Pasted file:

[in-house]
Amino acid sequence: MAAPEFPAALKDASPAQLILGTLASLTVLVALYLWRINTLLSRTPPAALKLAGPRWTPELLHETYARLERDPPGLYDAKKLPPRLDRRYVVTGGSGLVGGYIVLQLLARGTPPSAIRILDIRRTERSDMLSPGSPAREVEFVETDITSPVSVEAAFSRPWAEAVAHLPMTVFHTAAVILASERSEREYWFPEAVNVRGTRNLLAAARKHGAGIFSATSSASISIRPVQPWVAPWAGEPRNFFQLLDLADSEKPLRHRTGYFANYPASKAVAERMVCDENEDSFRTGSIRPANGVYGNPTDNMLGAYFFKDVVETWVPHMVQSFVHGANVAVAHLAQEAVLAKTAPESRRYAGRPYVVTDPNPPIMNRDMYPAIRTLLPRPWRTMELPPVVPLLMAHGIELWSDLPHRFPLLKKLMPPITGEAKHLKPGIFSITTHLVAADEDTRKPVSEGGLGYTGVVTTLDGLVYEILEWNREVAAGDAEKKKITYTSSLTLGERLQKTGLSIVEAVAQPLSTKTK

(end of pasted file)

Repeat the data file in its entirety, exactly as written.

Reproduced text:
[in-house]
Amino acid sequence: MAAPEFPAALKDASPAQLILGTLASLTVLVALYLWRINTLLSRTPPAALKLAGPRWTPELLHETYARLERDPPGLYDAKKLPPRLDRRYVVTGGSGLVGGYIVLQLLARGTPPSAIRILDIRRTERSDMLSPGSPAREVEFVETDITSPVSVEAAFSRPWAEAVAHLPMTVFHTAAVILASERSEREYWFPEAVNVRGTRNLLAAARKHGAGIFSATSSASISIRPVQPWVAPWAGEPRNFFQLLDLADSEKPLRHRTGYFANYPASKAVAERMVCDENEDSFRTGSIRPANGVYGNPTDNMLGAYFFKDVVETWVPHMVQSFVHGANVAVAHLAQEAVLAKTAPESRRYAGRPYVVTDPNPPIMNRDMYPAIRTLLPRPWRTMELPPVVPLLMAHGIELWSDLPHRFPLLKKLMPPITGEAKHLKPGIFSITTHLVAADEDTRKPVSEGGLGYTGVVTTLDGLVYEILEWNREVAAGDAEKKKITYTSSLTLGERLQKTGLSIVEAVAQPLSTKTK